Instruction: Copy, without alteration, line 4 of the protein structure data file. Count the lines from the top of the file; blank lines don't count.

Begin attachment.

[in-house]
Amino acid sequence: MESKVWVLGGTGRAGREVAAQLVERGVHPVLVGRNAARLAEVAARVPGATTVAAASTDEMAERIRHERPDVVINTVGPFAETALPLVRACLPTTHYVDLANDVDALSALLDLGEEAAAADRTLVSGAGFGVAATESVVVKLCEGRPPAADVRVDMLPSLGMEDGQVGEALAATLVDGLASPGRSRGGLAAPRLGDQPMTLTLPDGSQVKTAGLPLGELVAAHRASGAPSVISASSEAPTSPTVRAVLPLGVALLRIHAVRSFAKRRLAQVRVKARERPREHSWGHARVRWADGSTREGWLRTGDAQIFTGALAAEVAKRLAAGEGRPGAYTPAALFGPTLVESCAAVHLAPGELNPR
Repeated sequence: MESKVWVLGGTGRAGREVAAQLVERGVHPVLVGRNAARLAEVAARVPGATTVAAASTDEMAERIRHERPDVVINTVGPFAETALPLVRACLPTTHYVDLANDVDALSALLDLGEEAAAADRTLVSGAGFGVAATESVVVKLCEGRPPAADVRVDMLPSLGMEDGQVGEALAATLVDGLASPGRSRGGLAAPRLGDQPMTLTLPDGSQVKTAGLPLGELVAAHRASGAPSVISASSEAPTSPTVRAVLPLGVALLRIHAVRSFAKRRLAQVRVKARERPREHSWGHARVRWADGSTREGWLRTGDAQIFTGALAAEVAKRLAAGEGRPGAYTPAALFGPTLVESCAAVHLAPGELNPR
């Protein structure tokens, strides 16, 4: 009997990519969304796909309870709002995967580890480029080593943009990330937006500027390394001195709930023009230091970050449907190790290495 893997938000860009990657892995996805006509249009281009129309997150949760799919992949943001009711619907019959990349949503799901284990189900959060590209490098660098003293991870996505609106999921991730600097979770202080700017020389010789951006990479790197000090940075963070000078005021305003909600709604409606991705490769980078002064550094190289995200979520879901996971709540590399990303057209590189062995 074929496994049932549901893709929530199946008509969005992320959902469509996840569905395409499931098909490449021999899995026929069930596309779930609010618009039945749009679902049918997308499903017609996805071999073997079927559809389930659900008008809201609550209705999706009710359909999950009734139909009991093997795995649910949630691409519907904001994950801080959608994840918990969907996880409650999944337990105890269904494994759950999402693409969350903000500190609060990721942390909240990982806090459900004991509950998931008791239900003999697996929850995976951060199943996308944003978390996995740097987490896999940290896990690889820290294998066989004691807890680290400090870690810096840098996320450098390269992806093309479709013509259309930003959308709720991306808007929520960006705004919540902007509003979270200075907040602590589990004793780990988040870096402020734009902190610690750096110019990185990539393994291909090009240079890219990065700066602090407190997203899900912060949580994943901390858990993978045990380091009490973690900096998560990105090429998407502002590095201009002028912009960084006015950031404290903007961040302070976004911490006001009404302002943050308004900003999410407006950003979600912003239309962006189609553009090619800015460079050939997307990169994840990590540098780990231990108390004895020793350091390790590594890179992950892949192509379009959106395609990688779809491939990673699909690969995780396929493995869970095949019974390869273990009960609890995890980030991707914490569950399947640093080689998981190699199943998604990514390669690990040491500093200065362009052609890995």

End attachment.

């Protein structure tokens, strides 16, 4: 009997990519969304796909309870709002995967580890480029080593943009990330937006500027390394001195709930023009230091970050449907190790290495 893997938000860009990657892995996805006509249009281009129309997150949760799919992949943001009711619907019959990349949503799901284990189900959060590209490098660098003293991870996505609106999921991730600097979770202080700017020389010789951006990479790197000090940075963070000078005021305003909600709604409606991705490769980078002064550094190289995200979520879901996971709540590399990303057209590189062995 074929496994049932549901893709929530199946008509969005992320959902469509996840569905395409499931098909490449021999899995026929069930596309779930609010618009039945749009679902049918997308499903017609996805071999073997079927559809389930659900008008809201609550209705999706009710359909999950009734139909009991093997795995649910949630691409519907904001994950801080959608994840918990969907996880409650999944337990105890269904494994759950999402693409969350903000500190609060990721942390909240990982806090459900004991509950998931008791239900003999697996929850995976951060199943996308944003978390996995740097987490896999940290896990690889820290294998066989004691807890680290400090870690810096840098996320450098390269992806093309479709013509259309930003959308709720991306808007929520960006705004919540902007509003979270200075907040602590589990004793780990988040870096402020734009902190610690750096110019990185990539393994291909090009240079890219990065700066602090407190997203899900912060949580994943901390858990993978045990380091009490973690900096998560990105090429998407502002590095201009002028912009960084006015950031404290903007961040302070976004911490006001009404302002943050308004900003999410407006950003979600912003239309962006189609553009090619800015460079050939997307990169994840990590540098780990231990108390004895020793350091390790590594890179992950892949192509379009959106395609990688779809491939990673699909690969995780396929493995869970095949019974390869273990009960609890995890980030991707914490569950399947640093080689998981190699199943998604990514390669690990040491500093200065362009052609890995």